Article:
Microsoft’s acquisition of GitHub inspired lots of conjecture about the software titan’s strategy, and what it means for developers. But what if the biggest long-term value comes from collaborative coding as part of a network? What will the next era of networked coding look like?

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The tech world has had a little time to digest the dramatic news that Microsoft is acquiring GitHub, and is starting to form its opinions. Amidst the flurry of hot takes, most of the immediate responses focused on the obvious business value for Microsoft: boosting its connection to developers and helping its Azure cloud platform to compete with Amazon.

But as we’ve been creating Glitch, we’ve learned a lot about what happens when coders collaborate together in realtime, and this reveals a deeper insight into where coding is headed. …


Here’s the short version: We’re excited about GitHub becoming part of Microsoft, and think it’ll be good news for developers. But based on the huge adoption we’re seeing for Glitch and our own decade of experience in building version control tools, it’s clear many developers also think it’s time to explore new approaches, so we want to build on this milestone for the coding community by articulating a new vision for social coding.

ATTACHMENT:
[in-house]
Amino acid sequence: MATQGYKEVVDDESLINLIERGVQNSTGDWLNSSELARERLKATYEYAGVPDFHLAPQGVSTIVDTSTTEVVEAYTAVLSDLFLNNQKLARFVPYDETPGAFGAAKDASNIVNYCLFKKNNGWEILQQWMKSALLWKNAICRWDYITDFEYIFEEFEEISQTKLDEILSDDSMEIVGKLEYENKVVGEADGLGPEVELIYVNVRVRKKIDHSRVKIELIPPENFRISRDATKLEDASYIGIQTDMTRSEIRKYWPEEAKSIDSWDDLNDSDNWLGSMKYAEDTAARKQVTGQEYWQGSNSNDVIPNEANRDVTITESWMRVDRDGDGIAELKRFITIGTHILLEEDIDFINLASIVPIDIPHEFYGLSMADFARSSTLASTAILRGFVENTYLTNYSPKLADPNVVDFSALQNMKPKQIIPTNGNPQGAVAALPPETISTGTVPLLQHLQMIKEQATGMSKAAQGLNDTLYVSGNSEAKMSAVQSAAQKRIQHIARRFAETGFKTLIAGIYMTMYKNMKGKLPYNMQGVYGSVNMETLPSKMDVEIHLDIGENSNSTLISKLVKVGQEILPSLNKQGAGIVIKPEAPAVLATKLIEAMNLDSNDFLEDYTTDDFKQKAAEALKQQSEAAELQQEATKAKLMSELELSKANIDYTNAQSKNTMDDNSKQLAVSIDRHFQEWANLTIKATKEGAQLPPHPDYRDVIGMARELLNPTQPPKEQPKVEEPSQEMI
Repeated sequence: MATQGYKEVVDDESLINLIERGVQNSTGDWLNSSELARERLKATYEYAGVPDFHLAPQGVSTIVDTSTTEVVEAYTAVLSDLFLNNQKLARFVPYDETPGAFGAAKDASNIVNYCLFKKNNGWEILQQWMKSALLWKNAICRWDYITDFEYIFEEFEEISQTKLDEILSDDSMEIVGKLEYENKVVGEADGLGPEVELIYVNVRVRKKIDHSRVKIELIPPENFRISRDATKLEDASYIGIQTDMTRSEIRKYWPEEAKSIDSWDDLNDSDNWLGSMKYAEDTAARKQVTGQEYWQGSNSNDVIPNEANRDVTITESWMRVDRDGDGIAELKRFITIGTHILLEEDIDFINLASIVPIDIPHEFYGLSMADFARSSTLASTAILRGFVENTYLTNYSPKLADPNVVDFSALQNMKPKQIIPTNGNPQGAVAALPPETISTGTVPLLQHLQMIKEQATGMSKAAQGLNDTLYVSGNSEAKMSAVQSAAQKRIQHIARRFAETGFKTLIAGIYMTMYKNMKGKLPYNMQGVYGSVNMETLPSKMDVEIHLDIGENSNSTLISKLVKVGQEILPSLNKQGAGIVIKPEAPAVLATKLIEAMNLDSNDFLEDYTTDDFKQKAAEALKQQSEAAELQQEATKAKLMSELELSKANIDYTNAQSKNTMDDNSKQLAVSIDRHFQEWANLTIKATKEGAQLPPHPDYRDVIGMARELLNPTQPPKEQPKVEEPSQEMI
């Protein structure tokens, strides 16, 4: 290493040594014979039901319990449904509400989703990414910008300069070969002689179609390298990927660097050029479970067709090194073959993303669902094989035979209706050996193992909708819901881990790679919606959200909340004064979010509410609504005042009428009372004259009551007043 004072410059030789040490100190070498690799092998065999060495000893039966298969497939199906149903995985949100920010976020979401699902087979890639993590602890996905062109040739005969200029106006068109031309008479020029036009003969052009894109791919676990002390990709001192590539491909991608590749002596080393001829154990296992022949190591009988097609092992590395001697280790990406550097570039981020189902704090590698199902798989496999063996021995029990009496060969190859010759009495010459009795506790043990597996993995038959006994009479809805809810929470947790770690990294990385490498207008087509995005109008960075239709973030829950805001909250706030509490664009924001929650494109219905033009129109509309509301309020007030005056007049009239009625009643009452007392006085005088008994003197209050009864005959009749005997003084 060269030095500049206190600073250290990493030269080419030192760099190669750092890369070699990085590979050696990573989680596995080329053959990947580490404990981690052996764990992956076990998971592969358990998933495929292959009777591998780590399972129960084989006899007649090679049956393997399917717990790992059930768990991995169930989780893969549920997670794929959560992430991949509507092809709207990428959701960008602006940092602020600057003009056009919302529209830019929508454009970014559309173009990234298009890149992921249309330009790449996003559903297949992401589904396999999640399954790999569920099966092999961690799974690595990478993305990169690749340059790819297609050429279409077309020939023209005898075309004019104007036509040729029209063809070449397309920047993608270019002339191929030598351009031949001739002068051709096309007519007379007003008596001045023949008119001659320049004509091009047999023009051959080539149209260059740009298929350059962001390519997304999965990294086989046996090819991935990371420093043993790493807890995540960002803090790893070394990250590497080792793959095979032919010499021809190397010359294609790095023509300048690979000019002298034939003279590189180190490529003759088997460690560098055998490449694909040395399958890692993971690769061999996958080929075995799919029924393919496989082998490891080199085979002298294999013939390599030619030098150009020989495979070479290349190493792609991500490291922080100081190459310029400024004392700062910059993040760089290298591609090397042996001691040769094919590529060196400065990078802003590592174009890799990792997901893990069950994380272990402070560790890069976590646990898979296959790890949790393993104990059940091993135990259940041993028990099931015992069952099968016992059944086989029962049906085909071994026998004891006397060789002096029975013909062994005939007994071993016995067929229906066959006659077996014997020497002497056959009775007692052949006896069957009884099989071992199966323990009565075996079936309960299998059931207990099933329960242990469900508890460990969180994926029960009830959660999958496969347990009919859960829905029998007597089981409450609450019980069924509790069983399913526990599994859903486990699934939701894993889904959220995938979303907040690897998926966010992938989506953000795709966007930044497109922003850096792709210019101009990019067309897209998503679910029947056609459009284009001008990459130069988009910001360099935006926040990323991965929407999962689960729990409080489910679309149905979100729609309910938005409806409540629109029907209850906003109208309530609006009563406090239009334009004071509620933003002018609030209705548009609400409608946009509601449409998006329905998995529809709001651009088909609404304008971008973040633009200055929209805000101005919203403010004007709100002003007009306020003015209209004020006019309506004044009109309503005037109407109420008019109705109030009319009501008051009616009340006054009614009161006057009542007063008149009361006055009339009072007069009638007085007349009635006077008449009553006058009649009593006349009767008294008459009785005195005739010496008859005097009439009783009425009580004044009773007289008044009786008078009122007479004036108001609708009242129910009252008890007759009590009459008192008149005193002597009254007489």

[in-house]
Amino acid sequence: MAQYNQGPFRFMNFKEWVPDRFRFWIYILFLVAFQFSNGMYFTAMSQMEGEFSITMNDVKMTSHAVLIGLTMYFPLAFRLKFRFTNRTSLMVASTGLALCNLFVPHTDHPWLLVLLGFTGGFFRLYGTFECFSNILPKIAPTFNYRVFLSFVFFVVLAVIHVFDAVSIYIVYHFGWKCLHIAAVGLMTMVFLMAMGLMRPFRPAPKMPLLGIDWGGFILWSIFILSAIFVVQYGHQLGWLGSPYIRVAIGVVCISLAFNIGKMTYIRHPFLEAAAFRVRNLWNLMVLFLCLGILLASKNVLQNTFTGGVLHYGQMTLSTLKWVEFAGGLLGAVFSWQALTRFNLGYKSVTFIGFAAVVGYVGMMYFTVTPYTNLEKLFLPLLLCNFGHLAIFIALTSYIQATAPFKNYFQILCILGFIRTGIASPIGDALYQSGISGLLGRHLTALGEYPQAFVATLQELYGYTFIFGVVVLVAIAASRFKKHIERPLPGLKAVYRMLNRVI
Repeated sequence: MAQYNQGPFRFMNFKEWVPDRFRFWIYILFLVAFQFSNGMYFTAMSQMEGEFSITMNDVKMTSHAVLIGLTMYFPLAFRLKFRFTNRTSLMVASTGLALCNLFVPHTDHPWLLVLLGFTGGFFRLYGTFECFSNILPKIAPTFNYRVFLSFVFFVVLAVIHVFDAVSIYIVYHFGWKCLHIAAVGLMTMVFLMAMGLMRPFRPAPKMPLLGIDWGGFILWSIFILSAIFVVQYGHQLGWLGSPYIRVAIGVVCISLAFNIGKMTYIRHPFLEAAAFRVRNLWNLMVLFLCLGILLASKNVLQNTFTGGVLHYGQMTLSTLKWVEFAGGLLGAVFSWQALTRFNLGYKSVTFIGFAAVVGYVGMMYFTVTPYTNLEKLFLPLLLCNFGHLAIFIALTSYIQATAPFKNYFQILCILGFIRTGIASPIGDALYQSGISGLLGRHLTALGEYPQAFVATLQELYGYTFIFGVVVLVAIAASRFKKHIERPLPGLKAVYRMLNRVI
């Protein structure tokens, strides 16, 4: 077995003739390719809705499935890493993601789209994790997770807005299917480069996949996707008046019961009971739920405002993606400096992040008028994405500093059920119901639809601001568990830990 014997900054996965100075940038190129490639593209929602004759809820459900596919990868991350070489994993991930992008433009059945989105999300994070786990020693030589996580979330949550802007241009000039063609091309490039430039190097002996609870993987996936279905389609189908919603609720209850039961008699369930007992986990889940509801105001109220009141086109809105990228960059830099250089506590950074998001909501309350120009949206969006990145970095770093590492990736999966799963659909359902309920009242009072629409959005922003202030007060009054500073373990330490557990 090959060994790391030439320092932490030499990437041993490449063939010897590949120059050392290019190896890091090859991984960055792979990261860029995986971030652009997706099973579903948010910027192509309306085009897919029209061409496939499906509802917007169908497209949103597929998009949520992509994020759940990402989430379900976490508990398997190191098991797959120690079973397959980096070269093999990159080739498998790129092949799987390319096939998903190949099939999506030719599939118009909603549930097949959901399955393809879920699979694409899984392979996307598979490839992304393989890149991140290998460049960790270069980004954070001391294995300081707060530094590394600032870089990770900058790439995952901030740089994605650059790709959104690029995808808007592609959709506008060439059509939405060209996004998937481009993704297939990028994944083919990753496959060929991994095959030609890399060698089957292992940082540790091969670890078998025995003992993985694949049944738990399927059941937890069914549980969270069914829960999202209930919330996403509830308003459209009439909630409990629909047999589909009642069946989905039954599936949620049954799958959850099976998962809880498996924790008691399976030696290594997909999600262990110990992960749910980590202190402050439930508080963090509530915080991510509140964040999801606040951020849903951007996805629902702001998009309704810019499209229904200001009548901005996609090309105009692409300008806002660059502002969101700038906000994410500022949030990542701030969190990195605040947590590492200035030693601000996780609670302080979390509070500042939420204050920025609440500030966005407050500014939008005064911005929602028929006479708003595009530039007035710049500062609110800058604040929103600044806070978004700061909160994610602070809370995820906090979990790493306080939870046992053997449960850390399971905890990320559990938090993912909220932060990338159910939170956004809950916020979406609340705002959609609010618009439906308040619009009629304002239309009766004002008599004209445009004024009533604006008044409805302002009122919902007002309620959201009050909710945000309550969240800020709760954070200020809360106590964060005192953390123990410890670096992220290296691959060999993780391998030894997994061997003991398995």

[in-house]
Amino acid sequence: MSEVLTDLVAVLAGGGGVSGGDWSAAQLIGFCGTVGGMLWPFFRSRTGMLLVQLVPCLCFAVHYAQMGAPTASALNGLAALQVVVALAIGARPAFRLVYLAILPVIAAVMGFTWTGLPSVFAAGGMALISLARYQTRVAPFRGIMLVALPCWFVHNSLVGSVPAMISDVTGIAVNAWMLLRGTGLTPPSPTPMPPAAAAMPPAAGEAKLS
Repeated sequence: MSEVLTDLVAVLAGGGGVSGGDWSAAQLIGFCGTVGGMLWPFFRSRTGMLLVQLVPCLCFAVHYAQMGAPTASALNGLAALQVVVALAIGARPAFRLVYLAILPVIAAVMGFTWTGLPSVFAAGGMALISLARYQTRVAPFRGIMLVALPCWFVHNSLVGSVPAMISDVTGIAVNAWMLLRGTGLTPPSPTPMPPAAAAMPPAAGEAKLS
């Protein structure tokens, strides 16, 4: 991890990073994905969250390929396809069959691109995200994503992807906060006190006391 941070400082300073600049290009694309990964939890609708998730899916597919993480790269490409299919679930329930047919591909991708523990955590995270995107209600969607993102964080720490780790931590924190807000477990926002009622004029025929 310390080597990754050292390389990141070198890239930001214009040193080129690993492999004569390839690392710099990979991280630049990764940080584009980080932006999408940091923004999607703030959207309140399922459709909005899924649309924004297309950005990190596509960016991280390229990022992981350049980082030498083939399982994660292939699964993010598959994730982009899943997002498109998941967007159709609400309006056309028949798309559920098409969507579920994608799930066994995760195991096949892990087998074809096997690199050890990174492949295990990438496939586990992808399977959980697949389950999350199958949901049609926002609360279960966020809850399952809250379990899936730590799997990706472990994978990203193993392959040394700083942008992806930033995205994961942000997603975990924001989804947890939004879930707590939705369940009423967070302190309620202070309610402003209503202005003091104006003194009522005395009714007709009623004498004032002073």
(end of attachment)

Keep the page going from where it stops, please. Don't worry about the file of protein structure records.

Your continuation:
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GitHub + Microsoft = Good 👍

Let’s put it short and sweet: Microsoft buying GitHub is likely to be good news for developers. There’s no better evidence of how Microsoft has been revitalized under the leadership of Satya Nadella than to point to bold moves like this, which would have seemed incredible (and also not seemed credible!) in the past. Old-timers can remember when Microsoft was often described as the Evil Empire, but their moves to embrace open source and non-Windows platforms have seemed sincere and sustained, and we’re happy to see that flourish. …


JavaScript is now part of the toolkit of most working developers. What if network effects push it into being the first-ever truly dominant programming language?

Around a decade ago, a big part of coding culture changed.

What had often been a solitary pursuit, or one where collaboration happened with a defined set of colleagues within a company or open source project, burst open into a much more intrinsically social experience. Everything from how we share code to how we find answers to how we discover new technologies became far more linked to the attitudes and actions of other programmers.

In short, the people who make software got networked just like their computers had been in the preceding decades.

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The Networks

The impact of network effects on coding culture has manifested itself in many ways, but some of the most visible are worth…

About

Anil Dash

CEO of @Glitch. Trying to make tech more ethical & humane. (Also an advisor to Medium.) More: http://anildash.com/